As T.F. Torrance has expressed it, it seems that rebellious human beings can share in God’s kind of life (eternal life) only after it has been worked out in such a way that it can fit us fallen creatures. That means we first need to be reconciled to God and, second, have our human nature regenerated, sanctified, made new. And that’s what God accomplished in the incarnate Son, who assumed our human nature. He reconciled and transformed it, perfecting our human nature, so that the Holy Spirit could indwell us and make us share in Jesus’ sanctified humanity. The Holy Spirit could not come and take up residence in us (“indwell” is the New Testament word) until the Son has completed his incarnate work in our fallen humanity.

So, I don’t think we’re leaving out the Holy Spirit when we say that the Spirit takes what the Son has done and delivers and builds it into us. It would be senseless for the Spirit to say, “I need my own ministry apart from the Son.” They’re one in being. They’re one in act. They’re one in mind, one in heart, perfectly coordinated in their ministry to give us a share in God’s own eternal life, and each contributes in his own way.

The whole God is Savior God—Father, Son and Spirit. The Spirit does lead in working out in us what Christ has accomplished for us in his humanity. That’s a marvel. The Spirit does work in us in unique ways. That is why Jesus says it’s an advantage that another Comforter come to us, to deliver to us and within us his life, by the indwelling of the Spirit—the Spirit who is the Spirit of Jesus, the One who has accomplished everything for us in his human nature.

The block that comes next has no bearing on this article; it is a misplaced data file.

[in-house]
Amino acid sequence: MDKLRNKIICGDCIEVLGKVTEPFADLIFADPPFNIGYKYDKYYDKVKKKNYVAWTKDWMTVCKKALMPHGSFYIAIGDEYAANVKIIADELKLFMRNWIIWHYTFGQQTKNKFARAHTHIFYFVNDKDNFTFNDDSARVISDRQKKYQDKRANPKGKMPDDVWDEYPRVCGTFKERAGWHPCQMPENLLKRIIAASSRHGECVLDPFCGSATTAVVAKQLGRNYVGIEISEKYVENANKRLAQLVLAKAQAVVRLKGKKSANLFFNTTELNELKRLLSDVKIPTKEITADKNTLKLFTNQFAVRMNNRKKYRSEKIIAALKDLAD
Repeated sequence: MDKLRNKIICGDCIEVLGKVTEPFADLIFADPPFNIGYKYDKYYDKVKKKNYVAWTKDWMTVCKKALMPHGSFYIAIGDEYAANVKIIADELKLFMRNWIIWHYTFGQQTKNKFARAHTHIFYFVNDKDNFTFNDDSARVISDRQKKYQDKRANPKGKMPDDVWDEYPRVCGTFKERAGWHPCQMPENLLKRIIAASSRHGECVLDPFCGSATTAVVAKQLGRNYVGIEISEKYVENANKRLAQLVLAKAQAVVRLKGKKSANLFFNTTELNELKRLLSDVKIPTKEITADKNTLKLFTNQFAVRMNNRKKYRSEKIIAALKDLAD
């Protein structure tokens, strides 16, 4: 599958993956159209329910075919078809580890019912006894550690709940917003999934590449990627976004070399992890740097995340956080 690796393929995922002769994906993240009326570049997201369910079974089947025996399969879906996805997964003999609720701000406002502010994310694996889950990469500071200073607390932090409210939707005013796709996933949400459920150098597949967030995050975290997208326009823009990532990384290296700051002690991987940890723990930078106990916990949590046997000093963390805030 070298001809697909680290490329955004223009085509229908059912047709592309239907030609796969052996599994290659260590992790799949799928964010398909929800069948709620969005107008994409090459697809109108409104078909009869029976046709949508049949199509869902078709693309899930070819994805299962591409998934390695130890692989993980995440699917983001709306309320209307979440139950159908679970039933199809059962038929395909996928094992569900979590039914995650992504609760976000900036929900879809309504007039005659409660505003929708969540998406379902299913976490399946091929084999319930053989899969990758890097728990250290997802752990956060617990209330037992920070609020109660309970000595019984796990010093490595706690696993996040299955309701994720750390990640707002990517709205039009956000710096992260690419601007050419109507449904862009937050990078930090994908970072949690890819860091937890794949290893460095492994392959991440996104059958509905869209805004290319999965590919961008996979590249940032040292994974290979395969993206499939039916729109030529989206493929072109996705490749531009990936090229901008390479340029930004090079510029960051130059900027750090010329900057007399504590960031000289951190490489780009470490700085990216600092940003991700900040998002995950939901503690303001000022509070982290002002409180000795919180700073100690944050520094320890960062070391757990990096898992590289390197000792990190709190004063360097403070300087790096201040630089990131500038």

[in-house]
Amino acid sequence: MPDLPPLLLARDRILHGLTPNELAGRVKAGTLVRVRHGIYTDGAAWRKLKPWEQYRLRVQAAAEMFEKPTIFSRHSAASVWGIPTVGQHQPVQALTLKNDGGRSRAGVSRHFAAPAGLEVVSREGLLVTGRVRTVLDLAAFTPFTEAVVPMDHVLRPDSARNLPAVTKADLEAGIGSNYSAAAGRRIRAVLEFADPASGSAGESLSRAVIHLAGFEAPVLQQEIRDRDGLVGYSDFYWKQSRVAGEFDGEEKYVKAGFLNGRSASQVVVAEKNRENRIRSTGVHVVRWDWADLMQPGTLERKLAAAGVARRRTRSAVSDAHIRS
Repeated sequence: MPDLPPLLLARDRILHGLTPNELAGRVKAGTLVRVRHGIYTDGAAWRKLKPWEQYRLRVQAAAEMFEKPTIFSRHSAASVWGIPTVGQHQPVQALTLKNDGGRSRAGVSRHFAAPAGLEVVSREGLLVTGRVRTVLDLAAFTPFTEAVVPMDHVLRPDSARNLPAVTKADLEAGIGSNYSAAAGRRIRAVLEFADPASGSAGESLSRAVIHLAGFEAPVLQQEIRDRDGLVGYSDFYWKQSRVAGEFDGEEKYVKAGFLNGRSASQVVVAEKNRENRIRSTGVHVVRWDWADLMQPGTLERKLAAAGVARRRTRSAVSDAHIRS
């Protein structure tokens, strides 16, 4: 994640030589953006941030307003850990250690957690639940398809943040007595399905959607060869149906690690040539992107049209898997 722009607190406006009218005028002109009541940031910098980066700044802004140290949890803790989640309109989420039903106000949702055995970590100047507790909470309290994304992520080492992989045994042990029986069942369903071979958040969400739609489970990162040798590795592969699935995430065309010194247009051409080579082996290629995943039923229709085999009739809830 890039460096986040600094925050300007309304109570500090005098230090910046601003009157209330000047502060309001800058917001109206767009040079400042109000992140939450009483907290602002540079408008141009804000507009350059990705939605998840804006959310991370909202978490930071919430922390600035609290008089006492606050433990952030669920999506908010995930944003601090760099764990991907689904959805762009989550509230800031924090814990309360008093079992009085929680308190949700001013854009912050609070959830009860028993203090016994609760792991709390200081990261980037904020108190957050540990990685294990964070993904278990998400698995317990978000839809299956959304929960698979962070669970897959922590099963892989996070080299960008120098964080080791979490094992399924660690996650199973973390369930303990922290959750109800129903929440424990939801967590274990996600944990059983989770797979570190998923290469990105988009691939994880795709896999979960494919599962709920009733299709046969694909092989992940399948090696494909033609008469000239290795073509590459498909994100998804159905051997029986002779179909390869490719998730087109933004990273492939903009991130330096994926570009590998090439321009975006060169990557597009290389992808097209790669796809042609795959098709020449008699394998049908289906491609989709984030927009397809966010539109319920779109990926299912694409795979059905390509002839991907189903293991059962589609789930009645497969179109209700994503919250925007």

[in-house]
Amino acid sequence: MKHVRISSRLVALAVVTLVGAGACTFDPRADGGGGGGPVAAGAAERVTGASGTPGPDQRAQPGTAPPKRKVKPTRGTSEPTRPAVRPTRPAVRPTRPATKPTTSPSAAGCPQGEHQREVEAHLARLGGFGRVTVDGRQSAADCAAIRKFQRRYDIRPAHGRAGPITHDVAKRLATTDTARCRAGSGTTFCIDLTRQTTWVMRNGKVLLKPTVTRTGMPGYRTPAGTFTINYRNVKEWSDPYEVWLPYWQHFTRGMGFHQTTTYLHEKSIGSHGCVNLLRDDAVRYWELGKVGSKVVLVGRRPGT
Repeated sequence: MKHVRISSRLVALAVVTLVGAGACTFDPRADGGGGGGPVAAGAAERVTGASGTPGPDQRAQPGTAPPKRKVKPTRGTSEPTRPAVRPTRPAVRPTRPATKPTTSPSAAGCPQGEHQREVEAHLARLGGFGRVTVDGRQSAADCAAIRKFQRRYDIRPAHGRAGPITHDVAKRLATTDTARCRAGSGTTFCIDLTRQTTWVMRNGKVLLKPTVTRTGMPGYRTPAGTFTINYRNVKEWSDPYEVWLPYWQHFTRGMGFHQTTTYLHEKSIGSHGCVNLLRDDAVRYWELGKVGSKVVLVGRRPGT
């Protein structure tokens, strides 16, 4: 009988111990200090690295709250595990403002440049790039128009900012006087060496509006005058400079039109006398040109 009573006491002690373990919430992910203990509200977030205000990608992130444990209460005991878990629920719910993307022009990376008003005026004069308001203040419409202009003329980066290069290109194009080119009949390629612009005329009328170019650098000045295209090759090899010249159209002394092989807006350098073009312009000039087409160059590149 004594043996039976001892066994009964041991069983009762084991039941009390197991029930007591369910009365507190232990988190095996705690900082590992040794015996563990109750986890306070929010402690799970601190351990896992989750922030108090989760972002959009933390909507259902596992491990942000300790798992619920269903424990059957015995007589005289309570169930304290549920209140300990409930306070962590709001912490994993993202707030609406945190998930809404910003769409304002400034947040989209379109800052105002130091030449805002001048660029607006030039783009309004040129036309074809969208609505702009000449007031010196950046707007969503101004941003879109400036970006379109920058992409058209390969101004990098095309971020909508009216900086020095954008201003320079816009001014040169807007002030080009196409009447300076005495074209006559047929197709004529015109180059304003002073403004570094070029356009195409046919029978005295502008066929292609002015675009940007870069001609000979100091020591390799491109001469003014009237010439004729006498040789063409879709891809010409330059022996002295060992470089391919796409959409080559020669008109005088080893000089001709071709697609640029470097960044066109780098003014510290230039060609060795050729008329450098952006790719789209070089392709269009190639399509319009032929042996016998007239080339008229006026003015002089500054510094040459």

You can see the problem if, wanting to give the Spirit equal time, we were to say, “Yes, Jesus did this, but the Spirit does that,” then focus on “that” as if it were an independent mission. But there is no independent mission—the Father, Son and Spirit work entirely together in an ordered and coordinated fashion. That insight ought to guide our thinking, our explanations, our preaching and teaching about the Spirit. Describing their joint mission requires mutually referring to one another, because the Spirit is the Spirit of the Son and the Spirit of the Father. That’s who the Holy Spirit is. The working of the Spirit is to work out in us what the Son has done for us.That’s an amazing, glorious thing.

Unique manifestations of the working of God by the Spirit

As noted already, there are particular manifestations of the Spirit’s work—times and ways in which he is active at the leading edge, as it were, of what the Triune God is doing. The Spirit’s relationship to creation, post-Christ’s incarnate ministry, is dynamic and variable, rather than static, fixed or mechanical. His ministry is personal and relational. This was seen at Pentecost when the Spirit came down. No human agency initiated, conditioned or controlled that event. No believer set it up, orchestrated it, or made it more or less likely to occur. Rather, Jesus had promised its fulfillment in the name of the Father. His work, promise and sending is what pre-conditioned that mighty, longed-for event pointed to by the prophets. And Jesus indicated that this even would be at the Father’s initiative, according to his timing. The church was simply to wait. That’s it.